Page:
The many millions of trees in the Forest of Dean are blazing with autumn colour, making the ancient woodland and its surrounds one of the best areas in the whole of the UK to see vibrant displays of autumn colour.
Whether you're exploring on foot, by car or cycling through the Forest of Dean and the neighbouring Wye Valley this autumn, SoGlos has found 10 of the very best places to go 'leaf peeping' — spanning magnificent viewpoints, nature reserves and tranquil waterside spots.
Autumn colour at Beechenhurst
Home to the enchanting Forest of Dean Sculpture Trail and a Go Ape site with two junior high ropes courses, Beechenhurst is not only a hub of activity for families and adventure-seekers, but a prime spot for leaf peeping in the autumn. For photographers and Instagram lovers, the white bark of the birches creates a picture-worthy contrast with the trees' own yellow leaves and the golden hues that surround them.
Autumn colour at The Cyril Hart Arboretum
Soak up rich displays of autumn colour at The Cyril Hart Arboretum, just next to the Speech House Hotel. Here, nature lovers can see over 200 types of trees and foliage from all over the world, with the arboretum giving keen leaf-peepers the opportunity to admire some non-native species at autumntime — including deep red Japanese maple trees and bright yellow tulip trees.
Autumn colour at New Fancy Viewpoint
Boasting 360-degree views of the Forest of Dean, spectators will feel small as they gaze out over the canopy at New Fancy Viewpoint, taking in the sheer size of the ancient forest as it glows with autumn colour. Expect a tapestry of yellow, orange and gold, giving way to evergreen conifers in the distance.
Autumn colour at Cannop Ponds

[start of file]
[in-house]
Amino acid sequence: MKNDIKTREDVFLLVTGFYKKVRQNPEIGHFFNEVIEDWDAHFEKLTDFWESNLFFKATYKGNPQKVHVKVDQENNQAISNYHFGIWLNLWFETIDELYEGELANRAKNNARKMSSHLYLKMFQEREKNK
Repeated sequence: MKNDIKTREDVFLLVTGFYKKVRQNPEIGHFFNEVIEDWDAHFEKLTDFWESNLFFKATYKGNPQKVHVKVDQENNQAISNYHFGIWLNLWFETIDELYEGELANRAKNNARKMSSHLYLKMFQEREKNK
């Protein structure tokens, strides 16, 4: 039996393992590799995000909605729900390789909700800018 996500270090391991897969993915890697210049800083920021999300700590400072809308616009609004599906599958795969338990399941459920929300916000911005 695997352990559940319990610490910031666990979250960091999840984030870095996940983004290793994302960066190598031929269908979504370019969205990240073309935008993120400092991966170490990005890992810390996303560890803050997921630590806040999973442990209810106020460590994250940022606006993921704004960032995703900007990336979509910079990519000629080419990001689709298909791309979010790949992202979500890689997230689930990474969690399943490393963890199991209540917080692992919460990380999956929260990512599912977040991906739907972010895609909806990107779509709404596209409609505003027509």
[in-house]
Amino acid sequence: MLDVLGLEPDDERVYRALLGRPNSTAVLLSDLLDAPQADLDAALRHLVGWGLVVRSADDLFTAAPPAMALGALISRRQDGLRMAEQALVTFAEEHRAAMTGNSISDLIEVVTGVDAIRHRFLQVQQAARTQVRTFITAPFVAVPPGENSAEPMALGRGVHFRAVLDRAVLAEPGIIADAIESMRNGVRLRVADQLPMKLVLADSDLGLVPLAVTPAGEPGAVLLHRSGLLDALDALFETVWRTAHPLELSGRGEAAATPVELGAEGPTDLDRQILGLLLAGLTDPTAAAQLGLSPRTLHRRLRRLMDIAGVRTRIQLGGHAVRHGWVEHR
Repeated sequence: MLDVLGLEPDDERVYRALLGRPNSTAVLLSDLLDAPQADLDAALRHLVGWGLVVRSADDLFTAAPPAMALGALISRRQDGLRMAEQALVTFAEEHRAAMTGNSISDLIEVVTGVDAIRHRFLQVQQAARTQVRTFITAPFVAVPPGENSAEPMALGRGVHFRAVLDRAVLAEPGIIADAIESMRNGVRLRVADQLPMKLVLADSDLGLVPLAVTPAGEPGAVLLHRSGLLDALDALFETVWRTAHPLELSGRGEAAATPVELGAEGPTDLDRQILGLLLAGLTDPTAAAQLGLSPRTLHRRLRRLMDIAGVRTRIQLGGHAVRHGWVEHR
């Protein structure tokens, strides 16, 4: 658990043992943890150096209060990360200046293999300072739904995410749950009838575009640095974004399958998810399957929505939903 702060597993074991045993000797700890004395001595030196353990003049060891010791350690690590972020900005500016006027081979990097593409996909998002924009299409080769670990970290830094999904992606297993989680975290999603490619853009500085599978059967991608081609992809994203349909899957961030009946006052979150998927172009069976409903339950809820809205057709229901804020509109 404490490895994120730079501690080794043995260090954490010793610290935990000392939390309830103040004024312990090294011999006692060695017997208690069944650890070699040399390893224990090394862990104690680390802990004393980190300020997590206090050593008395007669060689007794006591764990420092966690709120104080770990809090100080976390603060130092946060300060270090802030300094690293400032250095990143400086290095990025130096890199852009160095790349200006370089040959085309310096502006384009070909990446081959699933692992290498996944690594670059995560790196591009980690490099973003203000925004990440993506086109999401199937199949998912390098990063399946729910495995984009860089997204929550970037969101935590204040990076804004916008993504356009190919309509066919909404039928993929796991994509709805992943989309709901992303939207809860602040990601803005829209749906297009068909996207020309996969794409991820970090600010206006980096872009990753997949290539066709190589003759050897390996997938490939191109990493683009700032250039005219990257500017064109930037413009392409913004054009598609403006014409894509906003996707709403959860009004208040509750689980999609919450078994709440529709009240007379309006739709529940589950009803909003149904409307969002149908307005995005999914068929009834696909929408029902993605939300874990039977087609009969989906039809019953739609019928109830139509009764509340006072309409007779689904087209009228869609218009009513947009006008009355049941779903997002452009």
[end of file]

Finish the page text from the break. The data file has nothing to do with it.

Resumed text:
Less than a mile from Beechenhurst, Cannop Ponds is a popular spot for family walks, with flat grassy areas and plenty of ducks bobbing around in the ponds. It's also a great destination for some late season leaf peeping, as it's surrounded by alders — one of the last tree species to turn colour in autumn.
Autumn colour at Mallards Pike
Head to Mallards Pike on a sunny autumn day to see bright orange needles and golden leaves reflected on the lake, with trails to follow for a gentle waterside stroll. Well-placed for outdoor adventures, the site also has Go Ape high ropes, running trails which vary from 2km to 10km in length, and sits on the Family Cycle Trail — making it easy for visitors to explore deeper into the forest.
Autumn colour at the Eagle's Nest Viewpoint
Perched at the top of 300-plus mossy steps in the Wye Valley, the Eagle's Nest is one of the region's best viewpoints. While the trek from Wyndcliff Wood isn't for the fainthearted, walkers are rewarded with panoramic views of the rivers Wye and Severn and Cotswold hills — with the picture-perfect scenery looking all the more glorious in autumn, when it's painted with yellow, copper and gold.
Autumn colour at the Devil's Pulpit
Taking its name from local legend, the Devil's Pulpit was believed to be a vantage point used by the devil to tempt the monks away from Tintern Abbey below; now, it's a popular viewpoint over the River Wye, framed by colourful yew trees in the autumn. The landmark is only accessible through the woodland via the ancient Offa's Dyke Footpath, with the route promising to be just as scenic as the pulpit itself.
Autumn colour at Symonds Yat Rock
Symonds Yat Rock is perhaps the Forest of Dean's most popular viewpoint and it's clear to see why. As well as being one of the best places in the whole country to spot peregrine falcons and other birds of prey, it offers uninterrupted views of the River Wye and mixed forest landscape, which is coloured with vibrant hues and russet tones when the autumn comes.
Autumn colour at Speculation and Mireystock
With lots of trails for woodland wanderers, Speculation is a small picnic site near Lydbrook, where leaf peepers can admire oak and silver birch trees in all their autumn glory. Follow the old railway line through the forest to reach Mireystock, with bridges, embankments and a tunnel telling the story of the Forest of Dean's rich mining history along the way.
Autumn colour at Nagshead Nature Reserve
A conservation site that is half oak woodland — with the other half a mixed landscape of ponds, open space and conifer woodland — Nagshead Nature Reserve is bursting with colour in the autumn. Visitors can take two waymarked trails to explore the site, which is also a hotspot for bird watching, being partly managed by the RSPB.